So as this is all going on, lo and behold, he’s also our local celebrity—he decides to tweet at Lidl about some peanut butter [laughter & applause cheers start of Bean! Bean! and the coach invites him to the front] And so he does all this and becomes a celebrity. Everyone knows who he is, knows his name, he’s giving away peanut butter everywhere [garbled in cheers and more shouts of “Bean!”] and then I get this hair-brained idea, two weeks before I decided to do it, “Hey! Lets do our charity game for autism! Bean, lets do something for autism!” Alright cool! He picked out the tie-dye, he picked out the slogan, he picked out the logo—everything! (me, off camera, “he didn’t tell us any of that!”) So we decided that’s what we’re going to do. And that’s something that, in talking to your mom—don’t make her cry!—I learned that this is the first time you have truly felt like you were part of a team. This is a very special group, and these guys loved having you as part of their team. We loved seeing you get the peanut butter [garbled, lots of laughter, more shouts of BEAN!] 

So this was his first year, and I’d go out before the games and I would have to tell the refs “Hey, I have a kid on the spectrum, so be aware, he’s going to get upset and say some things really, really loud [laughter, “Bean!”]—so don’t worry about it, let him be. So then the refs started knowing him and asking who the kid is who always wears the tie-dyes? The refs all knew about Bean, and they were impressed to see how much you’d grown from the start of the season to the end. I have seen you grow tremendously. You can go out and say “hi” to people now! You can interact with people you have no clue about, and now you’re standing here in front of everyone! [applause and cheering and BEAN!] We’re proud of you, Bean!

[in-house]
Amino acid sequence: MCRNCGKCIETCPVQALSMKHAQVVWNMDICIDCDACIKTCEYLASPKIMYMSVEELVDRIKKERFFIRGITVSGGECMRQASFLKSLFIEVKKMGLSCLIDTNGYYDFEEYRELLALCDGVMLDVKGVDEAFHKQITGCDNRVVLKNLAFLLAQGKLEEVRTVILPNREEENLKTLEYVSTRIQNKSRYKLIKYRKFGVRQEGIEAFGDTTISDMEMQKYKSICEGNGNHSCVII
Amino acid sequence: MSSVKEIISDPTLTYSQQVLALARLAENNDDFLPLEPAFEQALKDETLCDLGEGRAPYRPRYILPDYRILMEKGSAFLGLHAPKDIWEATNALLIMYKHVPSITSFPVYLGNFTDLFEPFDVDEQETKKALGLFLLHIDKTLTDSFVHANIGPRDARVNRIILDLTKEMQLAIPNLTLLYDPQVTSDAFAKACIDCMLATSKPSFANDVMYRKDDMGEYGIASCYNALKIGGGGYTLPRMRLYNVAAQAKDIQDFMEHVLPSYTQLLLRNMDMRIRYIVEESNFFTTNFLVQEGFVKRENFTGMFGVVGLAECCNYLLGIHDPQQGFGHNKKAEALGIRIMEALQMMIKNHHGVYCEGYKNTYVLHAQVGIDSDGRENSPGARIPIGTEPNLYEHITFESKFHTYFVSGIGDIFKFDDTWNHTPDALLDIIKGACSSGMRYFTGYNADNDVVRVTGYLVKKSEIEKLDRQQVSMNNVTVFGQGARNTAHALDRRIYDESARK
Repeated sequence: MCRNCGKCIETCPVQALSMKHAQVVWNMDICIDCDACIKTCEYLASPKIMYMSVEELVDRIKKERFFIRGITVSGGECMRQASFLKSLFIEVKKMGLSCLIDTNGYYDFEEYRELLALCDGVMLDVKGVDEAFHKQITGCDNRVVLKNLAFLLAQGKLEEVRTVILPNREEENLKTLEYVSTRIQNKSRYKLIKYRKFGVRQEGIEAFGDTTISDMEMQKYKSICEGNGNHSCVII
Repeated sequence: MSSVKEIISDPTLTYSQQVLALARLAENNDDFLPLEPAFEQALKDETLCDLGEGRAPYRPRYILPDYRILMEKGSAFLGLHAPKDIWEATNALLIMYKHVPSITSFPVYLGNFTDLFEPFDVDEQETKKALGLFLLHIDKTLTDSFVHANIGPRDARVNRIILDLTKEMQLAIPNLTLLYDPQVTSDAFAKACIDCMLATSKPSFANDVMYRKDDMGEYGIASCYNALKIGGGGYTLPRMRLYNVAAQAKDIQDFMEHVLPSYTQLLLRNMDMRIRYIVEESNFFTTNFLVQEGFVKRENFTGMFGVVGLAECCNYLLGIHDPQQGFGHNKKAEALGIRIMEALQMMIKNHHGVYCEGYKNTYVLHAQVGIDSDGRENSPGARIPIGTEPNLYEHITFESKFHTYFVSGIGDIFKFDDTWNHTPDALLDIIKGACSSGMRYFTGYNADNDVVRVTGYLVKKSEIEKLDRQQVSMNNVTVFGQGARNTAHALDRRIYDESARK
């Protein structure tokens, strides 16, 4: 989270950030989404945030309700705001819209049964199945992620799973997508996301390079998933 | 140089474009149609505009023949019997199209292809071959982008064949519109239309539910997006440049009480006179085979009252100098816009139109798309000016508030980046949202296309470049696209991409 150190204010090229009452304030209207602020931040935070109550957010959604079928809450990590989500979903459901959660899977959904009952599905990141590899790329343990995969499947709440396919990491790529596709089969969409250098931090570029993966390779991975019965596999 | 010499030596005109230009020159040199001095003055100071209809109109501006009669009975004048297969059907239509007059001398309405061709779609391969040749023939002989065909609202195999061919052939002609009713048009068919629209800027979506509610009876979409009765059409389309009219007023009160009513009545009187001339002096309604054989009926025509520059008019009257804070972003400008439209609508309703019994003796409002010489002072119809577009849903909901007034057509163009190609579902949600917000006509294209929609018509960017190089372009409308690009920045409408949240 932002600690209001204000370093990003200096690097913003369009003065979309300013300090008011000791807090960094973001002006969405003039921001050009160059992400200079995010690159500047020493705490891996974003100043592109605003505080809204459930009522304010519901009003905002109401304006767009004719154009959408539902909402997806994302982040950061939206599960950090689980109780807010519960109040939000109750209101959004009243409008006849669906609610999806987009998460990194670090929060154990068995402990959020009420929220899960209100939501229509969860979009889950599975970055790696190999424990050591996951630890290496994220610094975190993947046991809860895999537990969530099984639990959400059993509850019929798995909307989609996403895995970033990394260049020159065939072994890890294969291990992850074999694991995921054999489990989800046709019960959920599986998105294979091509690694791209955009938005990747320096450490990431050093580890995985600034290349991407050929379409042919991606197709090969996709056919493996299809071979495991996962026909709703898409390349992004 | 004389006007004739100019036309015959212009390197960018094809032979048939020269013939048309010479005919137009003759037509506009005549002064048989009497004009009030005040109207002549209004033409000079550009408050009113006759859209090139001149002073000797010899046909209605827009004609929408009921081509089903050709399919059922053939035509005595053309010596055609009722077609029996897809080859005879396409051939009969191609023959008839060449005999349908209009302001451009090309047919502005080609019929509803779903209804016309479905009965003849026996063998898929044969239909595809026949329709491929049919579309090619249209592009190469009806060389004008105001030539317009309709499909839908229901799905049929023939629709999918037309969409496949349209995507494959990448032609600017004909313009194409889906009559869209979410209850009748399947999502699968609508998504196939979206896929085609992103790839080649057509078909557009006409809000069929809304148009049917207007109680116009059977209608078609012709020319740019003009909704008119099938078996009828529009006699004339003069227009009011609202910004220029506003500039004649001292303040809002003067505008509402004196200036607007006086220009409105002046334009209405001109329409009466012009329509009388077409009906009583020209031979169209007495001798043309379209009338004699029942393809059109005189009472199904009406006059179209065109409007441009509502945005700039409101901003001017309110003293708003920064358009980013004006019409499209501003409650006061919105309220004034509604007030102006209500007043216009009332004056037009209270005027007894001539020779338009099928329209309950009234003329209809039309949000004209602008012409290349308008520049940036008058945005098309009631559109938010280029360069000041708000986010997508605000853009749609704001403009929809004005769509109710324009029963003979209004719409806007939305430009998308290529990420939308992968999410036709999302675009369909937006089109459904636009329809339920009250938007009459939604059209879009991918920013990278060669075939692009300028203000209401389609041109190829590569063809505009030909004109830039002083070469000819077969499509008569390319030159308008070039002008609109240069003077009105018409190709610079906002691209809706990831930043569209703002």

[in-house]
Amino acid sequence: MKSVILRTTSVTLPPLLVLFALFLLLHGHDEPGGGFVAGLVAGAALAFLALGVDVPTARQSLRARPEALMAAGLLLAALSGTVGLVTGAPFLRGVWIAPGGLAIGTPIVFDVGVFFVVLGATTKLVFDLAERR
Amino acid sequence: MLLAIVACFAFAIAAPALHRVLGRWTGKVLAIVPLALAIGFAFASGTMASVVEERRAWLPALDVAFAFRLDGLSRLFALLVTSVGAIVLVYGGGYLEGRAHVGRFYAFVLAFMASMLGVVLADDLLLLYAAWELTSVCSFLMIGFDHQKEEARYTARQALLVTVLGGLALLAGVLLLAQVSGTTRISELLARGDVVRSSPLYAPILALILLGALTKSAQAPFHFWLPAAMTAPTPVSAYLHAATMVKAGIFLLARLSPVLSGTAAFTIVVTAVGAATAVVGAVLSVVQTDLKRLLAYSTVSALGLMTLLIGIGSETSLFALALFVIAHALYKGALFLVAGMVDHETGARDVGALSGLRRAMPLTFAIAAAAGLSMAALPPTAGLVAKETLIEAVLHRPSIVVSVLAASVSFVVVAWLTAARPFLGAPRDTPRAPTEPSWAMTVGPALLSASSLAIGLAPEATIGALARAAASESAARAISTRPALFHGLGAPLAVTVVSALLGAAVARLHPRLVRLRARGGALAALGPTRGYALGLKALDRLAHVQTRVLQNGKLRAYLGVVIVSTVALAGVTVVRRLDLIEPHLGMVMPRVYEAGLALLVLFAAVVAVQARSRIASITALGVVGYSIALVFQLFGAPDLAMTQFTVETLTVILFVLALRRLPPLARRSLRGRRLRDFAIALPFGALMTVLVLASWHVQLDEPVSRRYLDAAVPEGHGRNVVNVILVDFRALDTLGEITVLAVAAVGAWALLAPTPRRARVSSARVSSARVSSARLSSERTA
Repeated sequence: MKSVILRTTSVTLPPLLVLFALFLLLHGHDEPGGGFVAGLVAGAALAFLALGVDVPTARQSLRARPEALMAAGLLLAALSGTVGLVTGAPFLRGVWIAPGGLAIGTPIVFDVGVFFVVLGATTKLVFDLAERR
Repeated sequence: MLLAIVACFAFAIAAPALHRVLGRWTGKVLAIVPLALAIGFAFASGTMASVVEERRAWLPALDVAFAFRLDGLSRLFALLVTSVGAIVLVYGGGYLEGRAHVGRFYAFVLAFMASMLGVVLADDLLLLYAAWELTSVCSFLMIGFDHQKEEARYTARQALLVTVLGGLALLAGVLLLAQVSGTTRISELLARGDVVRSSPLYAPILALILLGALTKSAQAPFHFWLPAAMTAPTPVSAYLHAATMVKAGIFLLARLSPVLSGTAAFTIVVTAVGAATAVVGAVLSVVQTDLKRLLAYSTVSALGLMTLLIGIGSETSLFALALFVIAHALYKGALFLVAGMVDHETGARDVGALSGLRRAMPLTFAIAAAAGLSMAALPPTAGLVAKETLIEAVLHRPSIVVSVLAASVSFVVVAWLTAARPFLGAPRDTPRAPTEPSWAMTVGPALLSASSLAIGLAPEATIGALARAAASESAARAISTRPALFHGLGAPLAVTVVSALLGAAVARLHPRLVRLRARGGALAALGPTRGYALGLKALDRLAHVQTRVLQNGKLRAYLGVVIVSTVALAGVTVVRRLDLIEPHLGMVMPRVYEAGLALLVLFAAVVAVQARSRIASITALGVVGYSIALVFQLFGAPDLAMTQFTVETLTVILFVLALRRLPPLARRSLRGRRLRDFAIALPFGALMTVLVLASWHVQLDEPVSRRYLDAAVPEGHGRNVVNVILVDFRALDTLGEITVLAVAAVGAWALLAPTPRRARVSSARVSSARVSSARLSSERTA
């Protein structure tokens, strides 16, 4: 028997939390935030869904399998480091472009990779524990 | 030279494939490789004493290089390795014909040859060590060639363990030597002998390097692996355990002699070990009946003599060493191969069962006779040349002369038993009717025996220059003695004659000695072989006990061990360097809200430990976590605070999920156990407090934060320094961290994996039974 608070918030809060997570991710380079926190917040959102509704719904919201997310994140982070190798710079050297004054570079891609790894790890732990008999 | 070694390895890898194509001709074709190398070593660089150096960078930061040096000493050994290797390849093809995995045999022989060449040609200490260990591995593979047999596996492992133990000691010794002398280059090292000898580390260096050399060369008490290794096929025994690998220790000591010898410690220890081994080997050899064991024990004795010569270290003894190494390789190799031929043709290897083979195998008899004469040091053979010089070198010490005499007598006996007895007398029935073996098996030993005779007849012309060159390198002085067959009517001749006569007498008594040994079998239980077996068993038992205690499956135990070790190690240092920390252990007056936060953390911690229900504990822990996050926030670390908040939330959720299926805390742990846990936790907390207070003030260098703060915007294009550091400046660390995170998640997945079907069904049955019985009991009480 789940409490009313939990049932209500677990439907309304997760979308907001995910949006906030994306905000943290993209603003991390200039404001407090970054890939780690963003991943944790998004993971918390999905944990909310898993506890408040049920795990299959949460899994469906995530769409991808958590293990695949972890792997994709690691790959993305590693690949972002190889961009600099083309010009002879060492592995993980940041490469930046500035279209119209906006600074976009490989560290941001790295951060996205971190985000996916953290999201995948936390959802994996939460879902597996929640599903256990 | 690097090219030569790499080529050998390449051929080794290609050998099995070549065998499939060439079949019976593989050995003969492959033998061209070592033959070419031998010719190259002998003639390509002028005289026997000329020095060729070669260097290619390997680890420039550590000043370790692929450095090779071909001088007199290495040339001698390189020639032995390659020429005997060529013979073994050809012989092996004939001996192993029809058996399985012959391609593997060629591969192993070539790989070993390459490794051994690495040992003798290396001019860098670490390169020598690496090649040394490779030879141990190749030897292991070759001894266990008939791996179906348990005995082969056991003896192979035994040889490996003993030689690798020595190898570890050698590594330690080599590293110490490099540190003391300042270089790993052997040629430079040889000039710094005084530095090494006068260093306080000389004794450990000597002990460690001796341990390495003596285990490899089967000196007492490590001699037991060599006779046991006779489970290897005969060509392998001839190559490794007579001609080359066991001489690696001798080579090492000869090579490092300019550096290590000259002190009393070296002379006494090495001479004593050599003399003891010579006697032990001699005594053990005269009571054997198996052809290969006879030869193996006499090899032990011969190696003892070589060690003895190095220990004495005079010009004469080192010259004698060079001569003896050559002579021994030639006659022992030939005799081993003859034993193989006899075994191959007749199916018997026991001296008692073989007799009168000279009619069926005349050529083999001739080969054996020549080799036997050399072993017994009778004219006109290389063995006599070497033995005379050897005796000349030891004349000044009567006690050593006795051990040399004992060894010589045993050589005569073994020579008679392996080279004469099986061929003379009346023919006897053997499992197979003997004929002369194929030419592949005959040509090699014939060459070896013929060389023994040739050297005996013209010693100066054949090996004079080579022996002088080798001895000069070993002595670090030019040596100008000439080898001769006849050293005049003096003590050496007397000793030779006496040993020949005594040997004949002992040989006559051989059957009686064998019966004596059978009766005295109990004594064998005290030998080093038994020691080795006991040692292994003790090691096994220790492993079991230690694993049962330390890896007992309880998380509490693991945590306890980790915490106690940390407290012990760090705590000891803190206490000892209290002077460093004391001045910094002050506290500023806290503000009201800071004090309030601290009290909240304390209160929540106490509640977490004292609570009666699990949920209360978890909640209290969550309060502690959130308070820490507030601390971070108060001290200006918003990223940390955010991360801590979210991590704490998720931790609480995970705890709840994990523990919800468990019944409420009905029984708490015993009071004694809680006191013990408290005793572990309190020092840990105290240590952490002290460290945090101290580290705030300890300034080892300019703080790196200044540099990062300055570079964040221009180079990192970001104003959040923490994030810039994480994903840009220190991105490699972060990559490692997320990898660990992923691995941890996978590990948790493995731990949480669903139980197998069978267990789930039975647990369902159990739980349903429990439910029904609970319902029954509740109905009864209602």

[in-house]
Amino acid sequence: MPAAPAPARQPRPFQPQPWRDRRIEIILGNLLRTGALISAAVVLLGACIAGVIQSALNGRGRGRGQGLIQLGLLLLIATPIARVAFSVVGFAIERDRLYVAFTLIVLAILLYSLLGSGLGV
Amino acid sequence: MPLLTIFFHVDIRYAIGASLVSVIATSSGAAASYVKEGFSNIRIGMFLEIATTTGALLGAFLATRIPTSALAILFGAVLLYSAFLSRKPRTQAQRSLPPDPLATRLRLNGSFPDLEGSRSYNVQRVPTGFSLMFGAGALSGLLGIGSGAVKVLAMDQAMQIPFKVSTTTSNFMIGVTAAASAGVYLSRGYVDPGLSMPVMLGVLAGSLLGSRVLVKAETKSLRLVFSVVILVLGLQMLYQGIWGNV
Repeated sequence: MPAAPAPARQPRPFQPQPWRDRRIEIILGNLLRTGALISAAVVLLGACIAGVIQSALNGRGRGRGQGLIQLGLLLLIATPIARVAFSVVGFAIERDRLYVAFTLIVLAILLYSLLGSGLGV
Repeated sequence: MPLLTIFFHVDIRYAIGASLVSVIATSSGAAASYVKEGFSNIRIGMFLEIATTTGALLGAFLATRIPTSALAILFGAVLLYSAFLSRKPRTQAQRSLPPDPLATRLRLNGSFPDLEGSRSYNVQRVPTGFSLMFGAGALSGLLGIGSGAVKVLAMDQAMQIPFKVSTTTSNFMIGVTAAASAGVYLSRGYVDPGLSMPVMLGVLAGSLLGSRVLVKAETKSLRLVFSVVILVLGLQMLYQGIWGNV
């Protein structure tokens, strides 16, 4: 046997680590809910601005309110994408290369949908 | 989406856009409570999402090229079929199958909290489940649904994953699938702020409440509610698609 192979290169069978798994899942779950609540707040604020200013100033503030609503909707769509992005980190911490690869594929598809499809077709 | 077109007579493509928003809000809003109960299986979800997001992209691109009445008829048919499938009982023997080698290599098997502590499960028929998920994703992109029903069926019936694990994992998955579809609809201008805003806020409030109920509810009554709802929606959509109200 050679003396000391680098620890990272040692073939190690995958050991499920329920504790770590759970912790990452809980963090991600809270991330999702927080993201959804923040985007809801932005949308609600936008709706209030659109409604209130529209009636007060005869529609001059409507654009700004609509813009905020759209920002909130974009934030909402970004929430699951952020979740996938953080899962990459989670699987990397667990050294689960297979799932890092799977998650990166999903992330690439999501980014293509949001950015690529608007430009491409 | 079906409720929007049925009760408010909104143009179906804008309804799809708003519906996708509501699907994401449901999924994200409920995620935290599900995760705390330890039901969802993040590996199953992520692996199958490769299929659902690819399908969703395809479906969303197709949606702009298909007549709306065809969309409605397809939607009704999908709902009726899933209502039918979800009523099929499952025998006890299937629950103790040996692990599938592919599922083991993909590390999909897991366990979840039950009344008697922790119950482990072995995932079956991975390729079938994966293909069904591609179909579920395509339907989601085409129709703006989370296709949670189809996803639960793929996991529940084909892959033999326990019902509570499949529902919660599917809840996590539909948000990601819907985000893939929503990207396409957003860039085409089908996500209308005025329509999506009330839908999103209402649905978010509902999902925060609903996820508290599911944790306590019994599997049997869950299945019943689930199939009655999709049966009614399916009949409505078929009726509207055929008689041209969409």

Coach hands him an award and they all shake his hand. He’s smiling and wiggling back and forth. It was really a lovely moment, and a testament to the power of Special Ed teachers and the work they do. Thanks, Coach C.

Ruminations on Affecting Change

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I don’t think this is going to turn into a law school blog, but the truth is my writing has always been personally experiential. Narrative is what I do, and when the story of my life shifts, writing is how I process it. Everyone’s story is always shifting—that is literally life. Stasis is illusory. Change is constant.

I’m starting to gather the things I’m going to need this fall. Like any new endeavor, there’s a lot of contradictory advice for people starting law school. Understandably, most of it’s geared towards twenty-three year olds. I’m literally going to be double the age of the majority of my classmates. I’ve chosen a boutique law school with a reputation for non-traditional representation, so I’m not the oldest student ever… but I’m definitely an outlier on the curve. Jon thinks a concerning possibility is my classmates potentially turning to me as a supportive mother-figure, and that I need to watch for that sapping my time/energy, since it’s a role I am know well. It’s highly likely I’ll be the only one currently raising four teenagers while attending law school. Am I crazy? Hang out with me and see!